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0263 Can workplace chest X-ray surveillance programs shed light on workers’ injuries? Prevalence and predictors of rib fractures among active and former Ukrainian coal miners
  1. Judith M Graber1,2,
  2. Robert A Cohen2,
  3. Angela Basanets3,
  4. Yuri Kundiev3,
  5. Vladimir Mukhin4,
  6. Olga Lysenko5,
  7. Alexander Zvinchuk6,
  8. Daniel Hryhorczuk2
  1. 1Rutgers University, Environmental and Occupational Health Institute, Piscataway, New Jersey, USA
  2. 2University of Illinois at Chicago, Chicago, Illinois, USA
  3. 3Institute of Occupational Health, Kiev, Ukraine
  4. 4Research Institute for Medico-Ecological Problems of Donbass and Coal Industry, Donetsk, Ukraine
  5. 5Hospital #25, Donetsk, Ukraine
  6. 6University of Illinois, Kiev, Ukraine

Abstract

Objectives Chest x-ray surveillance programs for pneumoconiosis are well established public health tools. Data on rib fractures, part of the ILO system of classification, may shed light on injuries in these populations. We sought to determine the prevalence of rib fractures from a cross-sectional study of current and former Ukrainian coal miners.

Method Between 2001 and 2003, coal miners with at least five years of underground mining experience were randomly selected from employment records of 7000 current and 9000 former miners from three mines. CXRs were read by two NIOSH B-readers. Interviewers collected work and smoking history. The prevalence and predictors of at least one rib fracture with 95% confidence intervals [95% CIs] was estimated using univariate methods and logistic regression.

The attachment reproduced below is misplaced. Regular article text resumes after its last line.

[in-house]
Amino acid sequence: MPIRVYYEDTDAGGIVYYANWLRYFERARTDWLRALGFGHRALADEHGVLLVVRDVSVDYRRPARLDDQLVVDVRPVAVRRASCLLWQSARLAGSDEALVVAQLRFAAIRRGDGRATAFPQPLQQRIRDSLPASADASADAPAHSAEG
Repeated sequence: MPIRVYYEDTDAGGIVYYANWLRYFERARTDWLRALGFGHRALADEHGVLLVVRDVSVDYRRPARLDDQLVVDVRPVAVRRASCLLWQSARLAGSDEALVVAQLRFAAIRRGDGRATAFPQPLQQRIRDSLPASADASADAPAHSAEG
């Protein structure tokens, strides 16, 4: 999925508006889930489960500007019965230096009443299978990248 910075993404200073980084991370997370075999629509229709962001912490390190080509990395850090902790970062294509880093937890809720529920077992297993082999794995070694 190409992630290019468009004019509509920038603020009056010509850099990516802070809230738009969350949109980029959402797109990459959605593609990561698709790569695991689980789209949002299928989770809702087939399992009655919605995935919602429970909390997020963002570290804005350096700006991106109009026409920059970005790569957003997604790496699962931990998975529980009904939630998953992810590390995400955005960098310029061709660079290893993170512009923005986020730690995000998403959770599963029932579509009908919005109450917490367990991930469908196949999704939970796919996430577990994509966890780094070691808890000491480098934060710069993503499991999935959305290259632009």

Results Average age was 47.1 years among the 598 active miners and 56.9 years among the 468 former miners. Total mining tenure and years of work at the coal face were similar in both groups, about 20 and 8 years respectively. The prevalence of rib fractures was almost twice as high in former compared with current miners (15.5% [11.6, 19.5%] vs. 7.9% [5.6, 13.3%], respectively). Prevalence increased with age among active miners; among former miners prevalence was highest in 45 to 55 year olds.

Conclusions CXR surveillance for pneumoconiosis may have use in monitoring injury among miners. While the prevalence of rib fracture appeared high in this population, caution is warranted interpreting our findings: no comparison groups exist and the use of this methodology for characterising injury prevalence is untested.

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